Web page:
COLUMBUS, Ohio – A deep-sea treasure hunter who spent years as a fugitive after refusing to testify about gold he discovered in a historic shipwreck pleaded guilty Wednesday to contempt of court.
Tommy Thompson, 62, pleaded guilty to the criminal contempt charge in federal court in Columbus.
Thompson went missing three years ago amid demands he appear in court. He and his longtime female companion, Alison Antekeier, were apprehended in January at a hotel where he was living near Boca Raton, Florida.
Thompson has faced accusations of cheating investors since he discovered the S.S. America, known as the Ship of Gold, in 1988. The gold-rush era ship sank in a hurricane off South Carolina in 1857 with thousands of pounds of gold aboard.
Thompson, then an oceanic engineer at Battelle Memorial Institute in Columbus, and his crew brought up thousands of bars and coins, much of them later sold to a gold marketing group in 2000 for about $50 million.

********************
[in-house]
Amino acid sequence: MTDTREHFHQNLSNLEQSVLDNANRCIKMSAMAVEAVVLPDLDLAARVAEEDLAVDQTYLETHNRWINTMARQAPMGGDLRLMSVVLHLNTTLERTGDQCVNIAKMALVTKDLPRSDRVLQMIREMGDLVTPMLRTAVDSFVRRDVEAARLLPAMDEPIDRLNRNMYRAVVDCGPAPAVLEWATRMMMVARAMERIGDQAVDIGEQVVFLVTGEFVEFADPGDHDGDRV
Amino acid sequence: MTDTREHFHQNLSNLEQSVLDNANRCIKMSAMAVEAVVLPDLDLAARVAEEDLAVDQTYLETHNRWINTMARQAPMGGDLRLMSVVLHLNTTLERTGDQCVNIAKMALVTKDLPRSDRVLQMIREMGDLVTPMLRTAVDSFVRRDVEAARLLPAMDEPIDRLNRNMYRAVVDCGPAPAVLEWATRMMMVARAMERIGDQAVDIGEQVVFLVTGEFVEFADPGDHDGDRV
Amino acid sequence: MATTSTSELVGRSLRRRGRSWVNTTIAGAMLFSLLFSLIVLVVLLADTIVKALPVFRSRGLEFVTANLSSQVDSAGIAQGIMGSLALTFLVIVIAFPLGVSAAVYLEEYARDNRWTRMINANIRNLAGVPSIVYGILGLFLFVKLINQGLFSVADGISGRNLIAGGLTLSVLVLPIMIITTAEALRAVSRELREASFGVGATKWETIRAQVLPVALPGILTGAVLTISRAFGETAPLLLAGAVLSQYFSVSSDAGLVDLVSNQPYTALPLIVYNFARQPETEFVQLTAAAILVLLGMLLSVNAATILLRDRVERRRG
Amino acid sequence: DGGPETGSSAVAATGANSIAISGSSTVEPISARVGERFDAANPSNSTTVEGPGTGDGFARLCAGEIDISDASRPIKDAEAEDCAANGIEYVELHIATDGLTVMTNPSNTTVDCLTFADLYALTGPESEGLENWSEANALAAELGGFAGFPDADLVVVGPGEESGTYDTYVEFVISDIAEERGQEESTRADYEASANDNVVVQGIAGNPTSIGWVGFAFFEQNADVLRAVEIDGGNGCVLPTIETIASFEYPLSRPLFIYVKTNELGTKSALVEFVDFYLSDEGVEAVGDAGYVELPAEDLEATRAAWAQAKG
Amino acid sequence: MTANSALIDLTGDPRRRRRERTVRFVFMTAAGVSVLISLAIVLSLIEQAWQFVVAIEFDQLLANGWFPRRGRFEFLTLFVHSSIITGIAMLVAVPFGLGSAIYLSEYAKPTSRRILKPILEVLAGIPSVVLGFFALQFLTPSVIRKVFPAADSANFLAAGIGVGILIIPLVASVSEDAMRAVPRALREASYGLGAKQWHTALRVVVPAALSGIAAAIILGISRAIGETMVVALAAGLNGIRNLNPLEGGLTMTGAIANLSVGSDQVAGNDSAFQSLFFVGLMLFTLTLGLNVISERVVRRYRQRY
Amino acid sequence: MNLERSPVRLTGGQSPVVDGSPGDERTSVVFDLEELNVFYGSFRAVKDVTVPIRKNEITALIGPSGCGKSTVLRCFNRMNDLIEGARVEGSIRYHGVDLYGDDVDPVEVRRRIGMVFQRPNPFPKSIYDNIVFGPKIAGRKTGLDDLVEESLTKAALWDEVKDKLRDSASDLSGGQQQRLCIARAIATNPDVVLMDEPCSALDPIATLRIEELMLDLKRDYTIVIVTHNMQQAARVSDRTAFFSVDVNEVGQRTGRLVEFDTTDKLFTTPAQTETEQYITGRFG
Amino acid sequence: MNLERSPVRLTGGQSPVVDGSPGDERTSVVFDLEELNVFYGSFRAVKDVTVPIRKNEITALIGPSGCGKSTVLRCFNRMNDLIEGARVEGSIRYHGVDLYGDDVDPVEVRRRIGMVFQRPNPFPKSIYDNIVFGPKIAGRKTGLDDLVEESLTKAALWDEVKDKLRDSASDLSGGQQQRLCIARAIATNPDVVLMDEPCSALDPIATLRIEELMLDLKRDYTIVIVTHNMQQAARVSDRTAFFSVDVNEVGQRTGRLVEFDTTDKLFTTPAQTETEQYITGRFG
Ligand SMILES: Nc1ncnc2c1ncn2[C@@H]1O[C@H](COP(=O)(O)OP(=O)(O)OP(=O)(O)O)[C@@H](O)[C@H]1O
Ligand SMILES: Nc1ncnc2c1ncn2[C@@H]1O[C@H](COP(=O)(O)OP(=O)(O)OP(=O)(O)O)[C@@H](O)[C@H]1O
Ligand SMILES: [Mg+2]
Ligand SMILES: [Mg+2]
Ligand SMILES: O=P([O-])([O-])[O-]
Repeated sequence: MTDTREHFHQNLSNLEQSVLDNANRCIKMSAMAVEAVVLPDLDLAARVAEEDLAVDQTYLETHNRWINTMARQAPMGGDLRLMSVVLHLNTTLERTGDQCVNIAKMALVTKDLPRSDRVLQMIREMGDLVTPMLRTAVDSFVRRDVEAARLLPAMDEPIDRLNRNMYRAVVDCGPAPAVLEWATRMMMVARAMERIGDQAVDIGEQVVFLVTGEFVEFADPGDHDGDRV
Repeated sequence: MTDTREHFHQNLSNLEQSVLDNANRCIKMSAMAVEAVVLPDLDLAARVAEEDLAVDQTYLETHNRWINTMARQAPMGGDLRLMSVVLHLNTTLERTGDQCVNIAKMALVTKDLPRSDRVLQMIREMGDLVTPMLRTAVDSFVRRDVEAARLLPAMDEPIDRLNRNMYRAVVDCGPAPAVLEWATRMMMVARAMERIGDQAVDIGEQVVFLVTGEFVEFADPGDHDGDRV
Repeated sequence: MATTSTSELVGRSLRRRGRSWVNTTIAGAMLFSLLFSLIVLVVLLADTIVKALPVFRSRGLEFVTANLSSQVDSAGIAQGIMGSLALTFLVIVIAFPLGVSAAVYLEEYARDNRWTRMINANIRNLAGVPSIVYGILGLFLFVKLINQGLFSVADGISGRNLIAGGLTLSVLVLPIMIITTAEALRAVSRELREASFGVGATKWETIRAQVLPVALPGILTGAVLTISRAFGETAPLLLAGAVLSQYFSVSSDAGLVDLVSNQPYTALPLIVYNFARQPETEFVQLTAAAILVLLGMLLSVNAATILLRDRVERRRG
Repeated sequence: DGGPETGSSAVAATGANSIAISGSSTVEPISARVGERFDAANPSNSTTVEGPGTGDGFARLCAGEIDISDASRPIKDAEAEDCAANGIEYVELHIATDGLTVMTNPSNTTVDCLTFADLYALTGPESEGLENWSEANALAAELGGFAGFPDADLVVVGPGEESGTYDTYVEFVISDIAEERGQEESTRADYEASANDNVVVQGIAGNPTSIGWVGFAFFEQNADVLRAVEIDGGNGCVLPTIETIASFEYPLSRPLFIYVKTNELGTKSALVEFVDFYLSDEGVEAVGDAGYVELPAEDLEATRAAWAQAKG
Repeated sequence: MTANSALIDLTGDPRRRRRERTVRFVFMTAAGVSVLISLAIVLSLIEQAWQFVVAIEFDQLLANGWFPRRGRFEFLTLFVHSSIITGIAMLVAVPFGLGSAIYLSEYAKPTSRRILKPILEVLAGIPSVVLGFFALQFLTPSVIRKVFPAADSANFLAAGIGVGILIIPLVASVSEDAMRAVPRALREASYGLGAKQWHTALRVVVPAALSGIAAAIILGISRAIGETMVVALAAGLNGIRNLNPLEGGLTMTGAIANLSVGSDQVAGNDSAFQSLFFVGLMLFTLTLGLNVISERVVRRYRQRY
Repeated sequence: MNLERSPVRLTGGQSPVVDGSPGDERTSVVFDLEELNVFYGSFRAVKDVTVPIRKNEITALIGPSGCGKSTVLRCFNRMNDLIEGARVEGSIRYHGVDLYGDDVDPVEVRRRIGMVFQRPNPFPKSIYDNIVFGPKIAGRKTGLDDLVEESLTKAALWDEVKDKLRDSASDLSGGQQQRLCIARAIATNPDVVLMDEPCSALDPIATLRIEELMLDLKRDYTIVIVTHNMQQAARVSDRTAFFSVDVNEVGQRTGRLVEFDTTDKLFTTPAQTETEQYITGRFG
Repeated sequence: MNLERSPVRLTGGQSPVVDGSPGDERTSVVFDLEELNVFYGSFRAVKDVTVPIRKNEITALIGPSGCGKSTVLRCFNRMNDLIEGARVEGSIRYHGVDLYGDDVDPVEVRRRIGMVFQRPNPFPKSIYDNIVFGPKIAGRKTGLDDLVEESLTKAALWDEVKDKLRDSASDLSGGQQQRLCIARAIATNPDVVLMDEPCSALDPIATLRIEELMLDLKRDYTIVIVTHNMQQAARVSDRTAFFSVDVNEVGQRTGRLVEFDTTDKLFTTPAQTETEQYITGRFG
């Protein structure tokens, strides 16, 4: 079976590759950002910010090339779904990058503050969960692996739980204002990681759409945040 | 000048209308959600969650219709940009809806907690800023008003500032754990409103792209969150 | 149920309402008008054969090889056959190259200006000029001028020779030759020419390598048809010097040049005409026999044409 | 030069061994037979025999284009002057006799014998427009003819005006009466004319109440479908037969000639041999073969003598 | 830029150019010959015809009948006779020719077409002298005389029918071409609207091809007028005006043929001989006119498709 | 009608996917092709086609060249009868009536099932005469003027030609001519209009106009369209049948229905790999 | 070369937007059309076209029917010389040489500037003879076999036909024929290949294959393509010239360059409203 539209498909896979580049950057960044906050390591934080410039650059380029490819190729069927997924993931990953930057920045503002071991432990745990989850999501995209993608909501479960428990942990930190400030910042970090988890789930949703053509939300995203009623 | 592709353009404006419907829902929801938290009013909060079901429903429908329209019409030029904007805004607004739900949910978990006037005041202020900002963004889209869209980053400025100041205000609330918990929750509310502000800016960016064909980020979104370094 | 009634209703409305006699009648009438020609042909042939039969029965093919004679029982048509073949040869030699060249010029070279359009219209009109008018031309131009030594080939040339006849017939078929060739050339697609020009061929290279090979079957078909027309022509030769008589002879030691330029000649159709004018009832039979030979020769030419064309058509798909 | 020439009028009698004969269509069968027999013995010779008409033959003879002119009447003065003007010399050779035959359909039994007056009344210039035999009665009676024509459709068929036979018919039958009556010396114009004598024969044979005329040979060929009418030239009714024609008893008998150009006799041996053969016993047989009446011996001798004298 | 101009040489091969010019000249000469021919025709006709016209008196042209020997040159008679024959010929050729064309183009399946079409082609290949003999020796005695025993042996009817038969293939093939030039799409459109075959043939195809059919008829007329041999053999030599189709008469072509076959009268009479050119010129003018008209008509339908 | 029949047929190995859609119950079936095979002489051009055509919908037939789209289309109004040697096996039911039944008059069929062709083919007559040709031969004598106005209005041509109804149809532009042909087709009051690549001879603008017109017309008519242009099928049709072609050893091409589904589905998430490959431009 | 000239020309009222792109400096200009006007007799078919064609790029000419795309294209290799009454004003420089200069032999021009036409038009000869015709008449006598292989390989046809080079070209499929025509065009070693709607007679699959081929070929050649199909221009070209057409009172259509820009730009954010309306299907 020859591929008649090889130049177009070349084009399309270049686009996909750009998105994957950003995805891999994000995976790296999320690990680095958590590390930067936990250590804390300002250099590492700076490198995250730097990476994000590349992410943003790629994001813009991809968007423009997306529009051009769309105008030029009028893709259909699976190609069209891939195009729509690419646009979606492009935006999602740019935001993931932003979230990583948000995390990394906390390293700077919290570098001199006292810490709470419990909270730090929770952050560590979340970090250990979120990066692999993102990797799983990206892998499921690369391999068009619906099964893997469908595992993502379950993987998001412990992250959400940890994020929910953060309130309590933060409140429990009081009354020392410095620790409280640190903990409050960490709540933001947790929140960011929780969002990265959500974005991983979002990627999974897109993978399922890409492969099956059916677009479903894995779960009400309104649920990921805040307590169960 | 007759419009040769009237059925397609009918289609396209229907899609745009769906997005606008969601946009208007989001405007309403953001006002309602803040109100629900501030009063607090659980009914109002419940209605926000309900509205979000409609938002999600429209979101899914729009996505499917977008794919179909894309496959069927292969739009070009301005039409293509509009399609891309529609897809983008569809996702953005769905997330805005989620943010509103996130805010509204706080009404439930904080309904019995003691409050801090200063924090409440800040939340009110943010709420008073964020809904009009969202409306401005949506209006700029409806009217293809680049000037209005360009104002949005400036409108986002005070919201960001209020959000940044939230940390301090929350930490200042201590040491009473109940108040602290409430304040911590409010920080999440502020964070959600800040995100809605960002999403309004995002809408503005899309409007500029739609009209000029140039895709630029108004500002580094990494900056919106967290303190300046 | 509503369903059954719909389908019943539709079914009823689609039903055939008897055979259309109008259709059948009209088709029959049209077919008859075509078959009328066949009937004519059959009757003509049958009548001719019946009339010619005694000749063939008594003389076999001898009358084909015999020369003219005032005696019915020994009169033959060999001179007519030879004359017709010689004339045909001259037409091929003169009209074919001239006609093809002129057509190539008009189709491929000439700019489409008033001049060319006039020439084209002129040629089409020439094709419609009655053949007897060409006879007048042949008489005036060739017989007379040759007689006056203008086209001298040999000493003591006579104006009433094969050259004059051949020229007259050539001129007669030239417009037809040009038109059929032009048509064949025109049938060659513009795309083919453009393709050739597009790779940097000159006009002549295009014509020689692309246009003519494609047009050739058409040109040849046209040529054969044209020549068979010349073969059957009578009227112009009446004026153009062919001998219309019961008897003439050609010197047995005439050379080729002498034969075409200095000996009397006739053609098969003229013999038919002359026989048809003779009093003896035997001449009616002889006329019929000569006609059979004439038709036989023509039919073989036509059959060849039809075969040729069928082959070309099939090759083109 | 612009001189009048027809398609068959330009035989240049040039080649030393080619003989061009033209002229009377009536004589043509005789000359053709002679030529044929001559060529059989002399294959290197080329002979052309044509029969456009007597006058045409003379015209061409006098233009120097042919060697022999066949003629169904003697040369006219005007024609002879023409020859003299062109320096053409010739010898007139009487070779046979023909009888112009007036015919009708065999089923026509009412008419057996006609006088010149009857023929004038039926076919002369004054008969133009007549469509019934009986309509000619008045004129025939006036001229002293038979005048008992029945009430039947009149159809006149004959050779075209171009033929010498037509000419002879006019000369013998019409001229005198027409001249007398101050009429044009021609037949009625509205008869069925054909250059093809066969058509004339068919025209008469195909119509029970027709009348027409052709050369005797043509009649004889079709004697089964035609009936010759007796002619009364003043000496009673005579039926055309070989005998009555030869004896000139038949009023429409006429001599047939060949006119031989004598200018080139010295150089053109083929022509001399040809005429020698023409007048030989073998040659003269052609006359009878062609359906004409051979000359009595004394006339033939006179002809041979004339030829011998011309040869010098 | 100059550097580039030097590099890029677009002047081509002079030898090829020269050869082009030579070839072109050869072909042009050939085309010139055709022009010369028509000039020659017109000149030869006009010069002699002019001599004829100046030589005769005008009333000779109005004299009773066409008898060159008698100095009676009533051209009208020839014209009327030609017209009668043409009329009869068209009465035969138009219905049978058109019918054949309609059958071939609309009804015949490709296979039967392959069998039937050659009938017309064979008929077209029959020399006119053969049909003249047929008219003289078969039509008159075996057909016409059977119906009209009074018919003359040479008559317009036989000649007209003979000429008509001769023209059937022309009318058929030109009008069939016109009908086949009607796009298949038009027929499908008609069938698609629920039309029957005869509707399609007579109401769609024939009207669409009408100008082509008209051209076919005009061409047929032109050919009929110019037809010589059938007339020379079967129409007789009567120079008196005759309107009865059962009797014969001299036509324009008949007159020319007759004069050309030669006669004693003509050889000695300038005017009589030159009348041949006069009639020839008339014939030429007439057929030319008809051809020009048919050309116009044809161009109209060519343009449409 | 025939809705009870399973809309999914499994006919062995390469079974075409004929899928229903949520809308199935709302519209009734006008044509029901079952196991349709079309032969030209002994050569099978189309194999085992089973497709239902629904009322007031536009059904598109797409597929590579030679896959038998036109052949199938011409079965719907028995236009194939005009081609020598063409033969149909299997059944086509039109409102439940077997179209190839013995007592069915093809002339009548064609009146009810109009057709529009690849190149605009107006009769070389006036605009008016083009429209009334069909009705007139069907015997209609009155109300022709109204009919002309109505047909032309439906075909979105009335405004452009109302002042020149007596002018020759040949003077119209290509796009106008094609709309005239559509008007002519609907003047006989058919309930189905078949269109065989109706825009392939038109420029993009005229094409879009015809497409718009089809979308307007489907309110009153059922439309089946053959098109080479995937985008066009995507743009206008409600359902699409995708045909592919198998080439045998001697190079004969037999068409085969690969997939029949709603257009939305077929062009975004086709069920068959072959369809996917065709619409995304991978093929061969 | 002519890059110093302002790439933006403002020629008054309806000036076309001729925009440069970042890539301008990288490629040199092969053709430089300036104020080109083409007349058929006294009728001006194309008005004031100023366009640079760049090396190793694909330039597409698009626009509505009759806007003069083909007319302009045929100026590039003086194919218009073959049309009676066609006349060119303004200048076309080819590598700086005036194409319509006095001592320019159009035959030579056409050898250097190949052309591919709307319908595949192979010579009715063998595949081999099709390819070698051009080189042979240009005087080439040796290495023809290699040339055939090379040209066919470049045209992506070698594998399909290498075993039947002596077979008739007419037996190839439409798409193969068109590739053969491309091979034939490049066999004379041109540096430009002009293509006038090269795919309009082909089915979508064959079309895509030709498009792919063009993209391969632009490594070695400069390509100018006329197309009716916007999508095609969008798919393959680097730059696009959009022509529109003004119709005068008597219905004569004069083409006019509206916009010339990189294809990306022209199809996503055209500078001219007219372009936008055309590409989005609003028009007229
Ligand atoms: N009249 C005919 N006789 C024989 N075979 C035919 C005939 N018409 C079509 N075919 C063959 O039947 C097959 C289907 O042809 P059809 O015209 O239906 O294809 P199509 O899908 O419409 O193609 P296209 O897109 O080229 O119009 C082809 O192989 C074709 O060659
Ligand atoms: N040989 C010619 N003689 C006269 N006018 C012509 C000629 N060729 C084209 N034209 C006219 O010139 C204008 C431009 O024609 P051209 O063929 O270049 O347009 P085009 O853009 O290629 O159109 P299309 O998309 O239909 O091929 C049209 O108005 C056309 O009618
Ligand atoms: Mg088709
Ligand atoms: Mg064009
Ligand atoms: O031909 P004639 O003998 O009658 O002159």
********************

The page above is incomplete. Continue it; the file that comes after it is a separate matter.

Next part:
The 161 investors who paid Thompson $12.7 million to find the ship never saw the proceeds. Two sued — a now-deceased investment firm president and the company that publishes The Columbus Dispatch newspaper.
The agreement included terms of Thompson’s co-operation with both the government and other “interested parties in connection with the matter,” Dusing said last week.
Thompson’s attorney Ben Dusing said in a statement he hopes the plea agreement is a first step toward ending a decade of lawsuits.
Antekeier had also been charged with criminal contempt last week. Her attorney Dennis McNamara said she has also agreed in a plea agreement to admit to the charge.
Thompson had been in custody in Ohio for several weeks following his extradition from Florida. U.S. marshals in Ohio and Florida worked for more than two years to track down Thompson before his arrest, and said he had been planning to disappear for some time.
Police say he had eight fake identification cards during a 2008 arrest at a Florida gas station. After his disappearance four years later, authorities found evidence at the Vero Beach mansion he rented between 2006 and 2012, where he paid rent in cash and put the utilities in the landlord’s name.
Inside the mansion were pre-paid disposable cellphones and bank wraps for $10,000, along with a book called “How to Live Your Life Invisible.”